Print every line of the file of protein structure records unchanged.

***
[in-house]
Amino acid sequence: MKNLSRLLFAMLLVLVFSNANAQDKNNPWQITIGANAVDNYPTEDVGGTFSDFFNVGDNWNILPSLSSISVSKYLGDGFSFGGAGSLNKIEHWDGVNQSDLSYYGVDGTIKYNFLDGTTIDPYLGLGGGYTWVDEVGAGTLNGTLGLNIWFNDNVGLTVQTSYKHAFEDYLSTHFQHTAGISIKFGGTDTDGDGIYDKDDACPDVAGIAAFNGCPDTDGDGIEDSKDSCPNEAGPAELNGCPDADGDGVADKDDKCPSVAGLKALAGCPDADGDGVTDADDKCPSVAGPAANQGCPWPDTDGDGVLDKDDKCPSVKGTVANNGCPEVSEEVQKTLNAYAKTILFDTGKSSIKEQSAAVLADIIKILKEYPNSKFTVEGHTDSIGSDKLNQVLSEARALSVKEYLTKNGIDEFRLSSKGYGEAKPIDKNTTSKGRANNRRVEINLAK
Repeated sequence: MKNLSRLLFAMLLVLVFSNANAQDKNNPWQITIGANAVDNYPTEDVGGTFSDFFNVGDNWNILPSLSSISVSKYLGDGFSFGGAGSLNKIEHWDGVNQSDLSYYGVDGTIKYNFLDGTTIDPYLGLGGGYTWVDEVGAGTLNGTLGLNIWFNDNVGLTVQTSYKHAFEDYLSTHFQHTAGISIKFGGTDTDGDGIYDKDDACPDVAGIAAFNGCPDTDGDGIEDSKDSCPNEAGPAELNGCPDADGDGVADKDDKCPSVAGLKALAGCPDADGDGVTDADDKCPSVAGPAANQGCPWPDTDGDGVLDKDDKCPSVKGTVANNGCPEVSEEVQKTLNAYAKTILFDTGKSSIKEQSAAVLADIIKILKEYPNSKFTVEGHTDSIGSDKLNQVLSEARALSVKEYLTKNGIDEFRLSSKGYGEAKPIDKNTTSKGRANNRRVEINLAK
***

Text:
[in-house]
Amino acid sequence: MKNLSRLLFAMLLVLVFSNANAQDKNNPWQITIGANAVDNYPTEDVGGTFSDFFNVGDNWNILPSLSSISVSKYLGDGFSFGGAGSLNKIEHWDGVNQSDLSYYGVDGTIKYNFLDGTTIDPYLGLGGGYTWVDEVGAGTLNGTLGLNIWFNDNVGLTVQTSYKHAFEDYLSTHFQHTAGISIKFGGTDTDGDGIYDKDDACPDVAGIAAFNGCPDTDGDGIEDSKDSCPNEAGPAELNGCPDADGDGVADKDDKCPSVAGLKALAGCPDADGDGVTDADDKCPSVAGPAANQGCPWPDTDGDGVLDKDDKCPSVKGTVANNGCPEVSEEVQKTLNAYAKTILFDTGKSSIKEQSAAVLADIIKILKEYPNSKFTVEGHTDSIGSDKLNQVLSEARALSVKEYLTKNGIDEFRLSSKGYGEAKPIDKNTTSKGRANNRRVEINLAK
Repeated sequence: MKNLSRLLFAMLLVLVFSNANAQDKNNPWQITIGANAVDNYPTEDVGGTFSDFFNVGDNWNILPSLSSISVSKYLGDGFSFGGAGSLNKIEHWDGVNQSDLSYYGVDGTIKYNFLDGTTIDPYLGLGGGYTWVDEVGAGTLNGTLGLNIWFNDNVGLTVQTSYKHAFEDYLSTHFQHTAGISIKFGGTDTDGDGIYDKDDACPDVAGIAAFNGCPDTDGDGIEDSKDSCPNEAGPAELNGCPDADGDGVADKDDKCPSVAGLKALAGCPDADGDGVTDADDKCPSVAGPAANQGCPWPDTDGDGVLDKDDKCPSVKGTVANNGCPEVSEEVQKTLNAYAKTILFDTGKSSIKEQSAAVLADIIKILKEYPNSKFTVEGHTDSIGSDKLNQVLSEARALSVKEYLTKNGIDEFRLSSKGYGEAKPIDKNTTSKGRANNRRVEINLAK